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Miroslav Holub (1923–1998)

Forfatter af Poems Before and After: Collected English Translations

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Holub is a distinguished scientist as well as a poet. The noted British critic A. Alvarez sees Holub's main concern as "the way in which private responses, private anxieties, connect up with the public world of science, technology, and machines." (Bowker Author Biography)

Omfatter også følgende navne: Miroslay Holub, Morislav Holub

Værker af Miroslav Holub

Vanishing Lung Syndrome (1990) 57 eksemplarer
The Rampage (Faber poetry) (1997) 26 eksemplarer
Interferon, or On Theater (1982) 22 eksemplarer
Although (1971) 21 eksemplarer
On the Contrary and Other Poems (1984) 20 eksemplarer
The Fly (1987) 16 eksemplarer
The Jingle Bell Principle (1992) 12 eksemplarer
Notes of a Clay Pigeon (1977) 7 eksemplarer
Andel na koleckach 2 eksemplarer
Časoprostor (2002) 1 eksemplar
From Notes of a Clay Pigeon (1983) 1 eksemplar
Achilles a želva 1 eksemplar
Tři kroky po zemi 1 eksemplar
Tak zvané srdce 1 eksemplar
Kam teče krev 1 eksemplar
Žít v New Yorku 1 eksemplar
Aktschlüsse. (1976) 1 eksemplar
Immunology of nude mice (1989) 1 eksemplar
Engel Auf Rädern. (1967) 1 eksemplar
Slabikář 1 eksemplar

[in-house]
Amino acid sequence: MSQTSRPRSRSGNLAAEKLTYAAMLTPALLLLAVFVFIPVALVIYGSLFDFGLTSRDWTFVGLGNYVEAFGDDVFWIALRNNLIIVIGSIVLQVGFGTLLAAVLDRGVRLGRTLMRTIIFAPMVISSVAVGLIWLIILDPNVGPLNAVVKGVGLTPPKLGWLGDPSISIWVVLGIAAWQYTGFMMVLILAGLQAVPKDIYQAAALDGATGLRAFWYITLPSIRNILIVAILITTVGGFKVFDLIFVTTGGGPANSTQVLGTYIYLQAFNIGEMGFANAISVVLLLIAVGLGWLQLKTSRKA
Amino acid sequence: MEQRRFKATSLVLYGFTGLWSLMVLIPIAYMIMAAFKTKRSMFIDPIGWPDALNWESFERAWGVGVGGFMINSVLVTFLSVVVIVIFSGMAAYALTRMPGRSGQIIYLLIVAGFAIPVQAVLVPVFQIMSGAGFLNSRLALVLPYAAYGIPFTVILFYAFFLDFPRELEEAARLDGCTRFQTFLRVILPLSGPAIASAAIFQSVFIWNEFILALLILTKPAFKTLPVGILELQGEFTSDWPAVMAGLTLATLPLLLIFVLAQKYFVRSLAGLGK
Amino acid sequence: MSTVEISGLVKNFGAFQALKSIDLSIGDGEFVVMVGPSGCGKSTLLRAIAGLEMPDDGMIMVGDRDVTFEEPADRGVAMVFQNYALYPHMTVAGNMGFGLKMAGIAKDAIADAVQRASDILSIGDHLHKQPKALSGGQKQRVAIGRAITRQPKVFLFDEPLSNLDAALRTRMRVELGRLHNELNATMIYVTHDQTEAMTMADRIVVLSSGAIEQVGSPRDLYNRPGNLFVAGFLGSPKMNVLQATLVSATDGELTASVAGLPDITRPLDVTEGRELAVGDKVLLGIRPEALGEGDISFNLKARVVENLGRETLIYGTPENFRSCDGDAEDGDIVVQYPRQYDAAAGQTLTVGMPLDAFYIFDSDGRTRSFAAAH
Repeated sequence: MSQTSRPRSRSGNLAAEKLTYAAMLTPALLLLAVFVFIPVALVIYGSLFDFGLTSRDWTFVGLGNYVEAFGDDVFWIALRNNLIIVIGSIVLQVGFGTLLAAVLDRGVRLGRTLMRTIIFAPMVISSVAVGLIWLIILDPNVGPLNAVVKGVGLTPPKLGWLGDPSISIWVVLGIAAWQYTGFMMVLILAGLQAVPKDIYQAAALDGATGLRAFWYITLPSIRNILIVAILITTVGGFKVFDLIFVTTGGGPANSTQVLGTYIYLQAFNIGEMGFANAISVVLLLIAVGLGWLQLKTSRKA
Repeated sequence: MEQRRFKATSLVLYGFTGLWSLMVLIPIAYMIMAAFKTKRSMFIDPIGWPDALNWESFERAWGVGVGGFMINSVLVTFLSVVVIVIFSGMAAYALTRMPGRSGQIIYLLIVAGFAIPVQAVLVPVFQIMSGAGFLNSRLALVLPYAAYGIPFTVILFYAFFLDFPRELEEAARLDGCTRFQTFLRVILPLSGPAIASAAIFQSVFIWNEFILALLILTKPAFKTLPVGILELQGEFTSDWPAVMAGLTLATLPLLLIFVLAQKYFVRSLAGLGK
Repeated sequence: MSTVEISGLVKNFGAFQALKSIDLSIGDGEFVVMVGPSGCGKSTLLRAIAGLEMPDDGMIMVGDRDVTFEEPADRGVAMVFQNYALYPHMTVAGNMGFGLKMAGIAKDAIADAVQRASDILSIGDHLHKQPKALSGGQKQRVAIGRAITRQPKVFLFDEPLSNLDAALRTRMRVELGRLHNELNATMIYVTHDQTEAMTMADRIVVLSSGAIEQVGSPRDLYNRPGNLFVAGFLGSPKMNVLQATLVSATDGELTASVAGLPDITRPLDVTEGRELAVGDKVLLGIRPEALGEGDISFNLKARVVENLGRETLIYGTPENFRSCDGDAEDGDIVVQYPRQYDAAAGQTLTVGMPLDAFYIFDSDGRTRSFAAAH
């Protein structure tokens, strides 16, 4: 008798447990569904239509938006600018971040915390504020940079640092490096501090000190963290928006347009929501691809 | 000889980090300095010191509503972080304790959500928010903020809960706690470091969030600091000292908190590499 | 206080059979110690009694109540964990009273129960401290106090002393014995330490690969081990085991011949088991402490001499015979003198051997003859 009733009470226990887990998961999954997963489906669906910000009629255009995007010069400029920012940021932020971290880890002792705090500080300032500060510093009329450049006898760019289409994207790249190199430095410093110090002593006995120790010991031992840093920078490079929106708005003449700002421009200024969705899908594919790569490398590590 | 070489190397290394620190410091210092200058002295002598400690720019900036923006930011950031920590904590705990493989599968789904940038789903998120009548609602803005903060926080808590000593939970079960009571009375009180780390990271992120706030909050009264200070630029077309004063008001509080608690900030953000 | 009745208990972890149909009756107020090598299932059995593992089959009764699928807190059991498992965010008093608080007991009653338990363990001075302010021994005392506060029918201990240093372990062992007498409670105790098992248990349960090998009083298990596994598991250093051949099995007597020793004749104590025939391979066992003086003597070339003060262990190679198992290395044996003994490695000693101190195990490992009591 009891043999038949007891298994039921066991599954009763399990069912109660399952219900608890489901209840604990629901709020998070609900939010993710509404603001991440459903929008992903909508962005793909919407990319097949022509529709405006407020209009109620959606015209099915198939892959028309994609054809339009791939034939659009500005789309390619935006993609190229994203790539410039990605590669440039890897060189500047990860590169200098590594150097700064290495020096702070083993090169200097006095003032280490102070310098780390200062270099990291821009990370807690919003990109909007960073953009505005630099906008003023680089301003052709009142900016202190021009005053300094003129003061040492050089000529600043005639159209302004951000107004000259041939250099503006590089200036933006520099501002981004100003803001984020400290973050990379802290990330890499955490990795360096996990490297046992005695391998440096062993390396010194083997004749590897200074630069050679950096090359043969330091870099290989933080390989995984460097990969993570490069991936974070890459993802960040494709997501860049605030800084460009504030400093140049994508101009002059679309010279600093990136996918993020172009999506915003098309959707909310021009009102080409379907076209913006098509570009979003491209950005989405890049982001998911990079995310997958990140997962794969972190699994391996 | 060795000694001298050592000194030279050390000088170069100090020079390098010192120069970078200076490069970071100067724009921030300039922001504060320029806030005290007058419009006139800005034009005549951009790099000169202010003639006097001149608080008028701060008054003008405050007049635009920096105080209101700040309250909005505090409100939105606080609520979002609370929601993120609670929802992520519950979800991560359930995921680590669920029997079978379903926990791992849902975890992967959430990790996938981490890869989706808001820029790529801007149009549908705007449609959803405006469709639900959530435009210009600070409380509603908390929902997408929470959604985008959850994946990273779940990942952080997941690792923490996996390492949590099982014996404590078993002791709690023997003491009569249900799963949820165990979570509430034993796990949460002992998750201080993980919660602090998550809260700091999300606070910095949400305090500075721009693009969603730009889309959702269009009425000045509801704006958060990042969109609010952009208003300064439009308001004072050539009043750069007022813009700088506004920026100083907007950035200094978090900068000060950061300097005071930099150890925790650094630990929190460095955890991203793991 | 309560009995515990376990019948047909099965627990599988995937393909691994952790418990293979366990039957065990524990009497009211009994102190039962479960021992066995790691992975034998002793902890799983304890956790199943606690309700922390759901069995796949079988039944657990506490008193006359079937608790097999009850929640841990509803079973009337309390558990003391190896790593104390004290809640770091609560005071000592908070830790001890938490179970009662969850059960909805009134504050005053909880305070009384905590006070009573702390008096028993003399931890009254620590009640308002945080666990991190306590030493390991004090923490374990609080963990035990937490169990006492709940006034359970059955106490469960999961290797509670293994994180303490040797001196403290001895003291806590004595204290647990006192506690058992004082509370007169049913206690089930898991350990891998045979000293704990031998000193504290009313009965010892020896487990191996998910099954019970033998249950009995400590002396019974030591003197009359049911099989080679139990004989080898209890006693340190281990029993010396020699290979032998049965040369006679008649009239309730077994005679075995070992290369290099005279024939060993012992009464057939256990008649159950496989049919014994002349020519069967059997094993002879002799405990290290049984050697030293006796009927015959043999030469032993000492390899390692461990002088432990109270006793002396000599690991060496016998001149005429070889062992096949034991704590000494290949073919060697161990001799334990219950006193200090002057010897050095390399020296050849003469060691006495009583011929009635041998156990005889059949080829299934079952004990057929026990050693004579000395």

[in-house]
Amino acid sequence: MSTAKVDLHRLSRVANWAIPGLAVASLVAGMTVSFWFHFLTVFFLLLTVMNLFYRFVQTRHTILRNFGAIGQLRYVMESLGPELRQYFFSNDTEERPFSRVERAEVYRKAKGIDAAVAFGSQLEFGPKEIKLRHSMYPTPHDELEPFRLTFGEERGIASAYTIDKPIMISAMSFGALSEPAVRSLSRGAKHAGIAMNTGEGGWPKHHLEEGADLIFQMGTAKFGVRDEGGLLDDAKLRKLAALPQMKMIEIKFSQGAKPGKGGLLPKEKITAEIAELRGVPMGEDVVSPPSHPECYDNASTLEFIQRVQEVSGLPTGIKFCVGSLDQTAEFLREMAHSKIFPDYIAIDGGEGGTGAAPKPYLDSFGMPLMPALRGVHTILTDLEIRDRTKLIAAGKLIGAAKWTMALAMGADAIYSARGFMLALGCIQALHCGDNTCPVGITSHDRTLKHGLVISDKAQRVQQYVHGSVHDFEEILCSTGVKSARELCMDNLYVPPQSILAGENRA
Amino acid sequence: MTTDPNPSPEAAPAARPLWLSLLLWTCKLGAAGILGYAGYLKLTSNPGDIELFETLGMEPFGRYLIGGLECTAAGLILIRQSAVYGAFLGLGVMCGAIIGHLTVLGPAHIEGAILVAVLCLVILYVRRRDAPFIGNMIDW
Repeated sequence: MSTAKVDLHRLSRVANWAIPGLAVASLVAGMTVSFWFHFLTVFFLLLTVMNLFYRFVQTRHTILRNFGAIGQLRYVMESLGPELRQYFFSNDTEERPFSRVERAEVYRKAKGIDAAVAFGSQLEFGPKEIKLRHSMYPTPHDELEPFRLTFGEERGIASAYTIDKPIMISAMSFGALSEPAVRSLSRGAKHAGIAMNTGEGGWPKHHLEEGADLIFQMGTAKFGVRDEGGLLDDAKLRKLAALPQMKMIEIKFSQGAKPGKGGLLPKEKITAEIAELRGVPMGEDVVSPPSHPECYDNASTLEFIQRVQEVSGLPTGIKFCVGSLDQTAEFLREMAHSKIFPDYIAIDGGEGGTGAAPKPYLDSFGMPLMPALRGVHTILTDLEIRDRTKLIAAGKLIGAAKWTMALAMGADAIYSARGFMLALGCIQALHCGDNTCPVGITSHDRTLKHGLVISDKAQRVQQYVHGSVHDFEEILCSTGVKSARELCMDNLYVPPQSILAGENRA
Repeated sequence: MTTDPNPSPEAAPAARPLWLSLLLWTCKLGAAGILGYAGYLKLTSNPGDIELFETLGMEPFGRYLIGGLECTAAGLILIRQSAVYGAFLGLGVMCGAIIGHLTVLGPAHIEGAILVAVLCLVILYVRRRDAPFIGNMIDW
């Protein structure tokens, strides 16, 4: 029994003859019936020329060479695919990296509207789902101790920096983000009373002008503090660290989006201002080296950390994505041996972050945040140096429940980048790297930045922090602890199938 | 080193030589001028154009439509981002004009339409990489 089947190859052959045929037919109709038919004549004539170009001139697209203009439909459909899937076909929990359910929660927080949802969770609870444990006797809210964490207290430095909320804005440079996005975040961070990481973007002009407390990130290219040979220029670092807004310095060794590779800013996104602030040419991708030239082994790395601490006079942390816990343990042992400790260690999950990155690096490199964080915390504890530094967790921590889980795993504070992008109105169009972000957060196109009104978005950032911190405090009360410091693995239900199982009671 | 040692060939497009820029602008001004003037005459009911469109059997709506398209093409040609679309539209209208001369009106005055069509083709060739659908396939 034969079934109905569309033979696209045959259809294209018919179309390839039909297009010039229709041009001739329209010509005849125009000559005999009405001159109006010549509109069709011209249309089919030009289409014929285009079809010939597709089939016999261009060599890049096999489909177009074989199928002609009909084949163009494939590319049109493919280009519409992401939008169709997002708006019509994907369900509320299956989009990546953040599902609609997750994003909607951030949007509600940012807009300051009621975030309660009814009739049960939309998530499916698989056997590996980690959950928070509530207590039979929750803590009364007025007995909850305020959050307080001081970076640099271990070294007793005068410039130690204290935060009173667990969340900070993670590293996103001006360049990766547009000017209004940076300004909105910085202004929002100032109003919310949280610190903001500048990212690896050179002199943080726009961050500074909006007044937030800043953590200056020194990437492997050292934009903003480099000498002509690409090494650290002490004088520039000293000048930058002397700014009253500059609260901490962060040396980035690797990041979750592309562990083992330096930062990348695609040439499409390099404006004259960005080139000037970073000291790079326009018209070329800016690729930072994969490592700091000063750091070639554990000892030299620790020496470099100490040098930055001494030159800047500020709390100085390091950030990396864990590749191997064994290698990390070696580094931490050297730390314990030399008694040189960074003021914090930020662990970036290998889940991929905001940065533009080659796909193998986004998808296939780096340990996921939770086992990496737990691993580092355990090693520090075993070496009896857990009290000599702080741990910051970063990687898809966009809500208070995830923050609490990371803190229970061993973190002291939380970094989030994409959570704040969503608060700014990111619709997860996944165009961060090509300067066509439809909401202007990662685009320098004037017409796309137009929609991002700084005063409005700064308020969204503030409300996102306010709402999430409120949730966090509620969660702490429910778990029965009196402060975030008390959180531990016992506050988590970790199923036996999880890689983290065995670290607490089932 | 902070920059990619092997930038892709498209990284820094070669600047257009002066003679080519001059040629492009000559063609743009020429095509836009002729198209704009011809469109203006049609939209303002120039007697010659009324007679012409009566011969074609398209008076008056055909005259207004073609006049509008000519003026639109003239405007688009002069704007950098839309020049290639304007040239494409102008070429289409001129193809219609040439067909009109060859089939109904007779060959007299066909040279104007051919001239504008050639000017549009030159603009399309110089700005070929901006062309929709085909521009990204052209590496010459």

Žít v New Yorku 1 eksemplar

Associated Works

World Poetry: An Anthology of Verse from Antiquity to Our Time (1998) — Bidragyder — 437 eksemplarer
The Vintage Book of Contemporary World Poetry (1996) — Bidragyder — 302 eksemplarer
The Faber Book of Beasts (1997) — Bidragyder — 137 eksemplarer
Contemporary East European Poetry: An Anthology (1983) — Bidragyder — 39 eksemplarer
The Southern California Anthology: Volume XI (1993) — Bidragyder — 1 eksemplar

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The titular poem is one of the greatest perspective-setting works I have ever read, and I often return to it in hard times. The rest of the collection is a wonderful series of meditations on life, death, history and the author's other career as a microbiologist.
eldang | Aug 11, 2019 |
I've discussed & posted before on how Crow by Ted Hughes is one of my favourite all time single collections of poetry, but there are others that over the years have sat like milestones marking my path through poetry. In time becoming part of the sacred pantheon of poetry this bloke likes. What I would like to do is every now & then highlight one, to reread what were at one time, a book, that I would spend hours, days or months with. A book that I would pour over and read to myself in quiet moments or that was declaimed out loud to all who would listen, whether a lack of sobriety or just the enthusiasm for the work providing the lubrication necessary to let my world know about this new collection. One such collection was Vanishing Lung Syndrome by Miroslav Holub, a writer I became aware of through another collection, The Rattle Bag, one of whose editors (Ted Hughes) claimed that “Miroslav Holub is one of the half dozen most important poets writing anywhere”. This was enough for me to find out more and on a trip back home from Germany, where I was working out the time, I picked up Vanishing Lung Syndrome from my local bookshop and the first poem I read was:


That year Diderot began to publish his Encyclopaedia,
and the first insane asylum was founded in London.
So the counting out began, to separate the sane, who
veil themselves in words, from the insane, who rip off
feathers from their bodies.
Poets had to learn tightrope-walking.
And to make sure, officious types began to publish